In BPSK modulation only the extrinsic information is communicated between the two turbo decoders. However, when using PPM signals both the systematic information and the extrinsic information must be exchanged between the two decoders. This is because both the parity bit and the systematic bit are used to specify the pulse position.


Figures 4, 5, 6, and 7 show the Matlab simulation results for BPSK, QAM, 4-PPM, and 8-PPM signals, respectively. They show the Bit Error Rate with respect to the Signal to Noise Ratios that are in dB. The figures show that the turbo codes are improving the BER; however, there is limit after which further iterations become useless. Another important observation is that the first turbo decoding iteration improves the BER more for PPM symbols, however, further decoding iterations applied on PPM symbols result in insignificant improvement. In other words, the waterfall region in both figures 6 and 7 is steeper (from the first iteration) than that of figures 4 and 5. Moreover, if we compare figures 6 and 7 it may seem that not puncturing the transmitted data is giving better results.





However, the power of the pulse in the 8-PPM symbols of the nonpunctured bits is the same as that of 4PPM symbol. If we are to make a more realistic comparison, we should consider the energy of the transmitted pulse for the 8-PPM symbol 1.5 times that of 4PPM symbol. This is because 3 bits are mapped to 8-PPM symbols and not 2 bits as it is the case for 4-PPM symbols. This gives an additional 1.76 dB for the SNR of the 8-PPM symbols, which is a great improvement especially in the waterfall region of the BER curve. In other words, for a BER of 10-2 5.2 dB of SNR is required for the first decoding iteration of soft demodulated 4-PPM symbols. On the other hand, for the same BER 5.6-1.76 = 3.84 dB of SNR is required for the first decoding iteration of soft demodulated 8-PPM symbols.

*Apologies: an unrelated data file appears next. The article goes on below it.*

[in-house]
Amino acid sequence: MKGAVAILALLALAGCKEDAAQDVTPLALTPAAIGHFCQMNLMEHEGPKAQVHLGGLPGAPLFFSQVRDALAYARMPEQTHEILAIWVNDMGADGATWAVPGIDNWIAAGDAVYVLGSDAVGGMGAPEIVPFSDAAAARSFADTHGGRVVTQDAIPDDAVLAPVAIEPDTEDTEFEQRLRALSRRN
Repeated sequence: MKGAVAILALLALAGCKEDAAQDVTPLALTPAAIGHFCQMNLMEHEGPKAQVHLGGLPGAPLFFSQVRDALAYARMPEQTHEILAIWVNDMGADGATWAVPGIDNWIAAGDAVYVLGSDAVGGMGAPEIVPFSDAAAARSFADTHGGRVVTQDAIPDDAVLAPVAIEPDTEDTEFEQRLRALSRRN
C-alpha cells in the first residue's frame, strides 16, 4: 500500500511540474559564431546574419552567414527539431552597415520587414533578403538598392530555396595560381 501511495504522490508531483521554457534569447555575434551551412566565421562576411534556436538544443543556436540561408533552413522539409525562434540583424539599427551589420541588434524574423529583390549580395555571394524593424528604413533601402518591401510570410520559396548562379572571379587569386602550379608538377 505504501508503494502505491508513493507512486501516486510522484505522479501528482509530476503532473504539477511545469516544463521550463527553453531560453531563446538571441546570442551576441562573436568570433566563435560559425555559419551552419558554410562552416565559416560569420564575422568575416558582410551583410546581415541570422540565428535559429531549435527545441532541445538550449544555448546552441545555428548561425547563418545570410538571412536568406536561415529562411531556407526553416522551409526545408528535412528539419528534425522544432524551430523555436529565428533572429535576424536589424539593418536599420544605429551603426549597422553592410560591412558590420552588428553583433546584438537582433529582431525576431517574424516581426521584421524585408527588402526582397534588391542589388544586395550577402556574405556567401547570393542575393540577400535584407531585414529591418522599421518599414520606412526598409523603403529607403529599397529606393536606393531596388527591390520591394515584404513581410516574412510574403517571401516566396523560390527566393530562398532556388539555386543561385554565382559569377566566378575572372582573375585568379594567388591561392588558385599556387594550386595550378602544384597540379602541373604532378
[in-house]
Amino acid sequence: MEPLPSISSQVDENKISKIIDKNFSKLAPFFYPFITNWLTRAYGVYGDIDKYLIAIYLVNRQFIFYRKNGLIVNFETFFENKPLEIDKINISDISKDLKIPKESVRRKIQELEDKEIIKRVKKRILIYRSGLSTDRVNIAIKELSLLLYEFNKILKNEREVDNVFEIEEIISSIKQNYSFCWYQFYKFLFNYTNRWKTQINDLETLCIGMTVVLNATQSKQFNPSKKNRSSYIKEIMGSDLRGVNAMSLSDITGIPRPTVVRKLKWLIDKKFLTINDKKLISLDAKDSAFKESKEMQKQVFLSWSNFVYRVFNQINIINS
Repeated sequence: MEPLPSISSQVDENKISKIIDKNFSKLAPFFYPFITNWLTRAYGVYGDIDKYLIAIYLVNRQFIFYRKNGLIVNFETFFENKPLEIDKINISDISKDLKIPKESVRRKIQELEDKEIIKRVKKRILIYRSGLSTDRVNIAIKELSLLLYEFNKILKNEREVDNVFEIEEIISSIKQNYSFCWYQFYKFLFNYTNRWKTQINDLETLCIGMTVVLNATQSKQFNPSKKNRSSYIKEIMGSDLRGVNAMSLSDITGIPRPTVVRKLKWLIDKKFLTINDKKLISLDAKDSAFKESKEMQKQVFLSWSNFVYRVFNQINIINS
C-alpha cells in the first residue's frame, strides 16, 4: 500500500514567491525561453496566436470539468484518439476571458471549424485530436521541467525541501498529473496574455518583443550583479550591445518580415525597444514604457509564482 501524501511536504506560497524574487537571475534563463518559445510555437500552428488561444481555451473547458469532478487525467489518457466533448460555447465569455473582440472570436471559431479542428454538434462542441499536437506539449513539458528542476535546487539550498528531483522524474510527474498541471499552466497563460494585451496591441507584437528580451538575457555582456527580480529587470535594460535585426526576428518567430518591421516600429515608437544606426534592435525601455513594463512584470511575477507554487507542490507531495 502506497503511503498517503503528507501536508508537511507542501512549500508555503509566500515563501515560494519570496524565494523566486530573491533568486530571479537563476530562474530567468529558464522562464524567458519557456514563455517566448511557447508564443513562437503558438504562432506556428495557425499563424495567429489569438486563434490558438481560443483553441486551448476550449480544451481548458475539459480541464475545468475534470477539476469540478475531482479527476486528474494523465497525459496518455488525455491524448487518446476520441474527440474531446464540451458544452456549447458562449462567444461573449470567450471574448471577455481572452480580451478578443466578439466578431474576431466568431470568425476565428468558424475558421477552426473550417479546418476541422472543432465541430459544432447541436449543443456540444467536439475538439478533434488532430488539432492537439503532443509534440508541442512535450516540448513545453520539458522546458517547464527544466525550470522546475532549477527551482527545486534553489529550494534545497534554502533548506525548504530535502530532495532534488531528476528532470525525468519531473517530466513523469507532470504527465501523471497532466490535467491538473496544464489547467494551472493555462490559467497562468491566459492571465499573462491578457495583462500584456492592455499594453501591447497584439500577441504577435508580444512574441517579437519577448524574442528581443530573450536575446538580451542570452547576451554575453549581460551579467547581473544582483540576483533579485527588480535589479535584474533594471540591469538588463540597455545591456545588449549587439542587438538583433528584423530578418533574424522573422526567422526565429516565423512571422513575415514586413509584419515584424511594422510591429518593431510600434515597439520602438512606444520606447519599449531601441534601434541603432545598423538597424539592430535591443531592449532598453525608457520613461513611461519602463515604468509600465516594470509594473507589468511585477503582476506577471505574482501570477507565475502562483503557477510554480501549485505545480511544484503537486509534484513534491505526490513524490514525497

We investigated the BER improvement achieved when applying turbo codes on PPM signals. We have shown how pulse position modulation of turbo encoded bits is achieved. Moreover, the paper proposed a PPM demodulator technique that is capable of making a soft decision about the received bits. The soft decision is then passed to the turbo decoders that run the BCJR algorithm to do an iterative decoding of the received data. The results obtained illustrate the efficiency of the proposed design. However, we can see that only the first iterations are capable of improving the BER; further iterations do not improve much. Further improvements can be made in two fields: 1) the iterative turbo decoding algorithm can be modified to adjust with the soft demodulation technique proposed, 2) improving the soft demodulation technique to improve the performance of the turbo BCJR decoders.


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Serj Haddad and Chadi Abou-Rjeily

Lebanese American University

PO. Box, 36, Byblos, Lebanon,
Table 1. 4-ary PPM symbol

[b.sub.1][b.sub.0]       PPM symbol

00                          0001
01                          0010
10                          0100
11                          1000

Table 2. 8-ary PPM symbols

[b.sub.2][b.sub.1][b.sub.0]       PPM symbol

000                                00000001
001                                00000010
010                                00000100
011                                00001000
100                                00010000
101                                00100000
110                                01000000
111                                10000000

Table 3.

       Encoded    Possible
       bit (bi)   transmitted
                  4-ppm symbol (A)

                  [A.sub.3]   [A.sub.2]

i=0    0          0           0
                  0           1

       1          0           0
                  1           0